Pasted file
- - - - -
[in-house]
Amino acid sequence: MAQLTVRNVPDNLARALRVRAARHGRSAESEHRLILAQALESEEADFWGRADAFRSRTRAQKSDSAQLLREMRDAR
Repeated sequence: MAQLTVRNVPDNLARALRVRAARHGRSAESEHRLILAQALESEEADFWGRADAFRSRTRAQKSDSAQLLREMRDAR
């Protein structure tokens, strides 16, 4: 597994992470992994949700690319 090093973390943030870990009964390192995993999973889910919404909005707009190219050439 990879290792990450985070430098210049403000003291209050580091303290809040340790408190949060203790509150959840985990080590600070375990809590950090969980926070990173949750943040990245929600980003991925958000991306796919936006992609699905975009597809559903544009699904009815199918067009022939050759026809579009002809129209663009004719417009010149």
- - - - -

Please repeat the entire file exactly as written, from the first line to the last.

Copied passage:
[in-house]
Amino acid sequence: MAQLTVRNVPDNLARALRVRAARHGRSAESEHRLILAQALESEEADFWGRADAFRSRTRAQKSDSAQLLREMRDAR
Repeated sequence: MAQLTVRNVPDNLARALRVRAARHGRSAESEHRLILAQALESEEADFWGRADAFRSRTRAQKSDSAQLLREMRDAR
């Protein structure tokens, strides 16, 4: 597994992470992994949700690319 090093973390943030870990009964390192995993999973889910919404909005707009190219050439 990879290792990450985070430098210049403000003291209050580091303290809040340790408190949060203790509150959840985990080590600070375990809590950090969980926070990173949750943040990245929600980003991925958000991306796919936006992609699905975009597809559903544009699904009815199918067009022939050759026809579009002809129209663009004719417009010149």